“Did Richard call the police?” Lilah asked. When George walked their new client to the front door, they stood in the hallway talking for some time. Lilah realized they had forgotten to ask him one of the most important questions – did he call the police already?

George nodded. “I asked him. He called 24 hours after he had no contact from his wife and still had no idea about her whereabouts. He knew the police would give him the run around so he waited until the time was right to call. Also, he was just holding out hoping that Beth would come home. He said he thought she might have just needed some space and went to the spa or something.”

“There are spas around here?” Lilah asked. She wanted one.

“Not that I know of, no.”

“Oh,”

“So, the police are on the case. They’re looking for Beth Wiley and her bright blue Honda.” George rattled off the license plate number he had written down on the sticky note beside her name.

Lilah perked up. “Barney must know then, right? Can we give him a call?”

George scrunched up his face and shook his head. “I don’t want to call my brother about this. Not now, anyway. We’ve barely begun the investigation.”

“Maybe Barney is the beginning of our investigation though. He might know more about Richard than we do. Richard might have given the police more information than he gave us.” Lilah explained.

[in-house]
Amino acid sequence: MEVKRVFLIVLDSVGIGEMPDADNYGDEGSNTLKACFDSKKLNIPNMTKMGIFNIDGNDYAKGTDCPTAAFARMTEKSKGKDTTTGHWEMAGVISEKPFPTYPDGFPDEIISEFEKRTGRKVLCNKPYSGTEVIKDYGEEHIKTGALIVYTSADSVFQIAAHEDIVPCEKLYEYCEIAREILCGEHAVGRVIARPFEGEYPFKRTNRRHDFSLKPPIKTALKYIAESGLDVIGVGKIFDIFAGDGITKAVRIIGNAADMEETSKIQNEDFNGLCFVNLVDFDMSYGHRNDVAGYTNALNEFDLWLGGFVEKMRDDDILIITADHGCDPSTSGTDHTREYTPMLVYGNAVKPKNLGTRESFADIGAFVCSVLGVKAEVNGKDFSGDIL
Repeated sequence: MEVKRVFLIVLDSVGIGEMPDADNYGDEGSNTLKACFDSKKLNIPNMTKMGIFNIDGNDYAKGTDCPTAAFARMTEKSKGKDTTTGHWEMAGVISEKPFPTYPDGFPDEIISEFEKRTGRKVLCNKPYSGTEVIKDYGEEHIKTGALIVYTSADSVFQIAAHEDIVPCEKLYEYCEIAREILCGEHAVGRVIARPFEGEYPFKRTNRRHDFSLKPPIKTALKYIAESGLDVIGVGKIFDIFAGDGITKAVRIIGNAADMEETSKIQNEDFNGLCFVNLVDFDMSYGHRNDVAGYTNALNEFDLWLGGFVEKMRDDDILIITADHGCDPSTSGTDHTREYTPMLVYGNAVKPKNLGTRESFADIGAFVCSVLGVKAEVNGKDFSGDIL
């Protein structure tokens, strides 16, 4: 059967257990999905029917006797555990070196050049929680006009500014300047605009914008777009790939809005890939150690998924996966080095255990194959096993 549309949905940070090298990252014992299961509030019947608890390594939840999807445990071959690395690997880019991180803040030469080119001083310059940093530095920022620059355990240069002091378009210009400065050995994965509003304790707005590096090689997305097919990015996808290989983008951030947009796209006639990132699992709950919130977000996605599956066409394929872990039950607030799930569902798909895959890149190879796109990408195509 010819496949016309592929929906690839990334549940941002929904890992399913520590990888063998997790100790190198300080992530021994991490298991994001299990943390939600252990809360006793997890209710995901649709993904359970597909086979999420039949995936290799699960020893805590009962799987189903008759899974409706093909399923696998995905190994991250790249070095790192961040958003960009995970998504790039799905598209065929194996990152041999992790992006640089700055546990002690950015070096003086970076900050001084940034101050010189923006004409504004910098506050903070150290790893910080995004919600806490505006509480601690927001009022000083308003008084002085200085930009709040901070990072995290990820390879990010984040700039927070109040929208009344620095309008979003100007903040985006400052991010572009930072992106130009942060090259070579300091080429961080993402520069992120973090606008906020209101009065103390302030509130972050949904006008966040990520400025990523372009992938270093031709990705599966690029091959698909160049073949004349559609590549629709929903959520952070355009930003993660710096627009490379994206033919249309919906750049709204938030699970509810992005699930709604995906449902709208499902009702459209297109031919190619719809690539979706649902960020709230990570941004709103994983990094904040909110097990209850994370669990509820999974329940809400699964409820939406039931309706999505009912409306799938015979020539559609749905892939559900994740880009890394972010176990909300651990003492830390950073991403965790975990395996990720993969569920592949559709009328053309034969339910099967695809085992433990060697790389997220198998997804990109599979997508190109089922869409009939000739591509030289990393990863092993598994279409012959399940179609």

“I doubt that. Richard wouldn’t have hired us if he didn’t include all the information. I don’t believe so, at least. Besides, Barney isn’t going to share any information with us about it now. Maybe not ever.” George countered.

Lilah sighed. “Yeah, I guess you’re right.”

They sat in silence for a moment. Lilah watched George carefully as he picked at a loose thread in the upholstery of the chair. Lilah remained deep in thought about the case. She certainly wanted to know more about Beth and also this Richard guy. Even though he was their client, she wondered if they were able to truth him. She glanced back at George again. She also wanted to know what was going on in his mind.

Then the phone rang.

Lilah leaned forward to look at the caller ID. She stood up from her chair and motioned for George to sit in his own seat. “Speak of the devil.”

George stood taking her offer. He switched seats with Lilah picking up the phone as he sat down. “Barney?”

“Speaker,” Lilah whispered. There was no way she was going to be left out of this conversation.

George, for once, obeyed. He pushed the speaker button on the phone and set it down on the receiver.

“George, how are you?” Barney asked.

“I’m fine, how are you?” George replied. He gave Lilah a strange look. She felt just as weirded out as he did. What were the odds of Barney calling them when they were just talking about him?